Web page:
- Slightly more U.S. executives (23%) are optimistic this quarter about the U.S. economy’s outlook over the next 12 months compared to last quarter when the gauge touched 12%, the lowest since the tail end of the last major recession in early 2009, according to a first quarter survey from the American Institue of CPAs and the Chartered Institute of Management Accountants conducted between Feb. 7 and March 1.
The percentage of the 438 respondents — mostly CEOs, CFOs and controllers — who were optimistic about their own firms’ outlook also ticked up to nearly half (47%) this quarter from 35% last quarter and 52% expecting their companies to expand in the next year.
- The executives’ workforce outlooks held roughly steady, with 68% saying the economy had not affected their staffing plans. But there were some signs of weakness: one-third (32%) said they were acting to cut labor costs, 17% of respondents said their firms have hiring freezes or have put the brakes on recruiting, 6% are relying more on outsourcing, 5% have had layoffs or are planning them, and 4% have cut shifts or hours.
The executives’ slightly less gloomy first quarter U.S. economy outlook comes as finance leaders are continuing to grapple this week with more mixed signals.
Federal Reserve Chairman Jerome Powell rattled markets Tuesday when he said that policymakers may need to raise borrowing costs higher than they forecast in December because the latest economic data has come in stronger than expected.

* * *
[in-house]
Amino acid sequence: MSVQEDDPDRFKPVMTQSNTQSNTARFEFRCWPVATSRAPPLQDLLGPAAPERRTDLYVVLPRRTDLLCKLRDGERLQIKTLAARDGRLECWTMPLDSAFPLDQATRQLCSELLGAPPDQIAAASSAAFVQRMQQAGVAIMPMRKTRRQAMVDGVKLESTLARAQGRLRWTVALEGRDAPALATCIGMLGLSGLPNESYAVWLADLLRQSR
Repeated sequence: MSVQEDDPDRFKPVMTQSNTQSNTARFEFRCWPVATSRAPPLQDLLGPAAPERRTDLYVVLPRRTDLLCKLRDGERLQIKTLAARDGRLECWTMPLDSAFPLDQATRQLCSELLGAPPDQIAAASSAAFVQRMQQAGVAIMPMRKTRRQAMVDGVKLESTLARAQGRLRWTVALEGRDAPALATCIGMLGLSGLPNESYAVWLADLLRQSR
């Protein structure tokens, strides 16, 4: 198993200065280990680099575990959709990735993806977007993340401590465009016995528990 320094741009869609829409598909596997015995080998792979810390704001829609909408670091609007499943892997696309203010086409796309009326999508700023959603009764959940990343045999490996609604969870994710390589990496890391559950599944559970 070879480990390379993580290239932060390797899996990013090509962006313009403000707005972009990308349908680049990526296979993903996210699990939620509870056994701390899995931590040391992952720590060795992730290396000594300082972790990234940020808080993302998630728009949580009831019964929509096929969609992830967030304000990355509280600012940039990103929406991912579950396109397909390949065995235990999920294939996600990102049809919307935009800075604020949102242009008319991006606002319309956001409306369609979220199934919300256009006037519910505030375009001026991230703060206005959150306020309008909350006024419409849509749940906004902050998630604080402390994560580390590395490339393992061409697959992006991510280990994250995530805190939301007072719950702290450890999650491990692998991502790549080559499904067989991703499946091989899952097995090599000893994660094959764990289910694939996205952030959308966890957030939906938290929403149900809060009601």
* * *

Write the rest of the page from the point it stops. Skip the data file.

In a one-two Friday business news punch, regulators shut down of Silicon Valley Bank, marking one of the biggest bank failures in U.S. history, came on the same day that the Labor Department reported that employers added 311,000 jobs in February, more than expected.
Tom Hood, the AICPA & CIMA’s executive vice president for business engagement and growth, underscored the muddled hiring outlook they are seeing in a statement contained in a release on the survey.
Company hiring may be easing but instead of seeing broad layoffs, Hood stated most companies are adjusting with what he called “interim strategies to protect their workforce options,” Hood stated, noting that availability of skilled personnel was still a top challenge cited by respondents.
“This illustrates the unique pressures companies have been under the past year, with so much uncertainty clouding financial modeling,” Hood said in a statement.
Uncertainty is even swirling around the topline views of when or whether a recession will arrive, with goalposts on the likelihood and timing continually moving.
For example, some forecasters have predicted a recession early in 2023, with fourth quarter AICPA & CIMA survey finding that most U.S. business executives (51%) said the economy was already in a recession or would be by 2023.
But economists pushed back their forecast for the start date of a U.S. recession, with 28% predicting that a downturn will begin before April and 33% expecting a slump to start during the second quarter, the National Association for Business Economics found in a survey last month, CFO Dive previously reported.